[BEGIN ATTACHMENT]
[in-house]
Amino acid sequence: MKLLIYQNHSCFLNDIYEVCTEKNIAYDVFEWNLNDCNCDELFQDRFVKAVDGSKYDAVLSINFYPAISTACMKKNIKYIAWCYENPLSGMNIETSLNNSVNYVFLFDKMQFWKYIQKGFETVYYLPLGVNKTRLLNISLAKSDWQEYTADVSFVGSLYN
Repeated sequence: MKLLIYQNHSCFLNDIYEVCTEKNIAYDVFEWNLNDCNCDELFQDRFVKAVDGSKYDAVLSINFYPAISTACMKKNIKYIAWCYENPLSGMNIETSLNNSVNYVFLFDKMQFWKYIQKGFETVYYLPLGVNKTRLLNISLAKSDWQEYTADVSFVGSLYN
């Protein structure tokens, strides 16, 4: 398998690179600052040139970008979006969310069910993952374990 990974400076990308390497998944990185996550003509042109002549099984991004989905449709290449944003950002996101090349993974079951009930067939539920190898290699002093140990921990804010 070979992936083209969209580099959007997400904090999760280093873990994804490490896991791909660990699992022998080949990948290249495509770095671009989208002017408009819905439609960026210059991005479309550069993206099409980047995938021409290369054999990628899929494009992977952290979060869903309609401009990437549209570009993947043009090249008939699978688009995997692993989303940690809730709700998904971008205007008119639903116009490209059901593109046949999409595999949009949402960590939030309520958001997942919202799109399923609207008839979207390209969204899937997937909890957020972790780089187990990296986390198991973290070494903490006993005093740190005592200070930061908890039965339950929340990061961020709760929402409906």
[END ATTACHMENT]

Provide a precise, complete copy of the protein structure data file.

[in-house]
Amino acid sequence: MKLLIYQNHSCFLNDIYEVCTEKNIAYDVFEWNLNDCNCDELFQDRFVKAVDGSKYDAVLSINFYPAISTACMKKNIKYIAWCYENPLSGMNIETSLNNSVNYVFLFDKMQFWKYIQKGFETVYYLPLGVNKTRLLNISLAKSDWQEYTADVSFVGSLYN
Repeated sequence: MKLLIYQNHSCFLNDIYEVCTEKNIAYDVFEWNLNDCNCDELFQDRFVKAVDGSKYDAVLSINFYPAISTACMKKNIKYIAWCYENPLSGMNIETSLNNSVNYVFLFDKMQFWKYIQKGFETVYYLPLGVNKTRLLNISLAKSDWQEYTADVSFVGSLYN
């Protein structure tokens, strides 16, 4: 398998690179600052040139970008979006969310069910993952374990 990974400076990308390497998944990185996550003509042109002549099984991004989905449709290449944003950002996101090349993974079951009930067939539920190898290699002093140990921990804010 070979992936083209969209580099959007997400904090999760280093873990994804490490896991791909660990699992022998080949990948290249495509770095671009989208002017408009819905439609960026210059991005479309550069993206099409980047995938021409290369054999990628899929494009992977952290979060869903309609401009990437549209570009993947043009090249008939699978688009995997692993989303940690809730709700998904971008205007008119639903116009490209059901593109046949999409595999949009949402960590939030309520958001997942919202799109399923609207008839979207390209969204899937997937909890957020972790780089187990990296986390198991973290070494903490006993005093740190005592200070930061908890039965339950929340990061961020709760929402409906």